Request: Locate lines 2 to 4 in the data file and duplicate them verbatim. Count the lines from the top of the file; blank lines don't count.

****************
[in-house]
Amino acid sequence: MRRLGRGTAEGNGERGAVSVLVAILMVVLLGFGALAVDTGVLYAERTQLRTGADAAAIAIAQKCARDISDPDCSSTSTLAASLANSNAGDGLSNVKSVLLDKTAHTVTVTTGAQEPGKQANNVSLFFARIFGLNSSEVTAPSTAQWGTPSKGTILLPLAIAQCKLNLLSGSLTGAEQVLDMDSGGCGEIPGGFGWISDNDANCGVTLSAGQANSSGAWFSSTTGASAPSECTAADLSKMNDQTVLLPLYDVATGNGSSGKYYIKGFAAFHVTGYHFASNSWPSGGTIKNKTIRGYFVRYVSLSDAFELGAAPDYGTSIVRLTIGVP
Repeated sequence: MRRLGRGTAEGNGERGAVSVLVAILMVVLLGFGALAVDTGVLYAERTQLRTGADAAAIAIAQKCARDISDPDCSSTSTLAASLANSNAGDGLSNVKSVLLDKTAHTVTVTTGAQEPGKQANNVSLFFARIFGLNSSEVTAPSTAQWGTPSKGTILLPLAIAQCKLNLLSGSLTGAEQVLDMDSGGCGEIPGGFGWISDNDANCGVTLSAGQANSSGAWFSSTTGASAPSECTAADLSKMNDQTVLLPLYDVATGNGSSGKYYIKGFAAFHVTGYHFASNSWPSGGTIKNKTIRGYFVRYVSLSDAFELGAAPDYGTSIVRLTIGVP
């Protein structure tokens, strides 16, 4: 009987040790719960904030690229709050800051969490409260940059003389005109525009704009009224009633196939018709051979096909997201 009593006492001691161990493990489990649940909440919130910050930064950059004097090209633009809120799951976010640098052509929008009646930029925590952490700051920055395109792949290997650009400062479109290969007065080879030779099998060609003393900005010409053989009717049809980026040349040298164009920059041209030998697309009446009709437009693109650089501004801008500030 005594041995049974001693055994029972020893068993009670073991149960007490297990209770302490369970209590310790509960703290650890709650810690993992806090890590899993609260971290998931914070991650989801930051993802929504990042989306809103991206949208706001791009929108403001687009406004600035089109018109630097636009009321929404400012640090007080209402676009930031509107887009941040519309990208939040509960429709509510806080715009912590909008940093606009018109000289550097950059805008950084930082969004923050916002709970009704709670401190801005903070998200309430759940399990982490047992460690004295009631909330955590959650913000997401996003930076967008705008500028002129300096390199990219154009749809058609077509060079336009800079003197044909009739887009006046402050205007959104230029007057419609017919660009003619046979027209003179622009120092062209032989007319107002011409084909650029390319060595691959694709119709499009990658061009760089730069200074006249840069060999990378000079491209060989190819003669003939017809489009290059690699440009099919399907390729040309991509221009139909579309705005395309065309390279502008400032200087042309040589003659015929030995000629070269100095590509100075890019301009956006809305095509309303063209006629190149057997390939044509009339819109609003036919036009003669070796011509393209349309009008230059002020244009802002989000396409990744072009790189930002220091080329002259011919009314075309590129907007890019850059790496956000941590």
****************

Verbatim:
Amino acid sequence: MRRLGRGTAEGNGERGAVSVLVAILMVVLLGFGALAVDTGVLYAERTQLRTGADAAAIAIAQKCARDISDPDCSSTSTLAASLANSNAGDGLSNVKSVLLDKTAHTVTVTTGAQEPGKQANNVSLFFARIFGLNSSEVTAPSTAQWGTPSKGTILLPLAIAQCKLNLLSGSLTGAEQVLDMDSGGCGEIPGGFGWISDNDANCGVTLSAGQANSSGAWFSSTTGASAPSECTAADLSKMNDQTVLLPLYDVATGNGSSGKYYIKGFAAFHVTGYHFASNSWPSGGTIKNKTIRGYFVRYVSLSDAFELGAAPDYGTSIVRLTIGVP
Repeated sequence: MRRLGRGTAEGNGERGAVSVLVAILMVVLLGFGALAVDTGVLYAERTQLRTGADAAAIAIAQKCARDISDPDCSSTSTLAASLANSNAGDGLSNVKSVLLDKTAHTVTVTTGAQEPGKQANNVSLFFARIFGLNSSEVTAPSTAQWGTPSKGTILLPLAIAQCKLNLLSGSLTGAEQVLDMDSGGCGEIPGGFGWISDNDANCGVTLSAGQANSSGAWFSSTTGASAPSECTAADLSKMNDQTVLLPLYDVATGNGSSGKYYIKGFAAFHVTGYHFASNSWPSGGTIKNKTIRGYFVRYVSLSDAFELGAAPDYGTSIVRLTIGVP
């Protein structure tokens, strides 16, 4: 009987040790719960904030690229709050800051969490409260940059003389005109525009704009009224009633196939018709051979096909997201 009593006492001691161990493990489990649940909440919130910050930064950059004097090209633009809120799951976010640098052509929008009646930029925590952490700051920055395109792949290997650009400062479109290969007065080879030779099998060609003393900005010409053989009717049809980026040349040298164009920059041209030998697309009446009709437009693109650089501004801008500030 005594041995049974001693055994029972020893068993009670073991149960007490297990209770302490369970209590310790509960703290650890709650810690993992806090890590899993609260971290998931914070991650989801930051993802929504990042989306809103991206949208706001791009929108403001687009406004600035089109018109630097636009009321929404400012640090007080209402676009930031509107887009941040519309990208939040509960429709509510806080715009912590909008940093606009018109000289550097950059805008950084930082969004923050916002709970009704709670401190801005903070998200309430759940399990982490047992460690004295009631909330955590959650913000997401996003930076967008705008500028002129300096390199990219154009749809058609077509060079336009800079003197044909009739887009006046402050205007959104230029007057419609017919660009003619046979027209003179622009120092062209032989007319107002011409084909650029390319060595691959694709119709499009990658061009760089730069200074006249840069060999990378000079491209060989190819003669003939017809489009290059690699440009099919399907390729040309991509221009139909579309705005395309065309390279502008400032200087042309040589003659015929030995000629070269100095590509100075890019301009956006809305095509309303063209006629190149057997390939044509009339819109609003036919036009003669070796011509393209349309009008230059002020244009802002989000396409990744072009790189930002220091080329002259011919009314075309590129907007890019850059790496956000941590």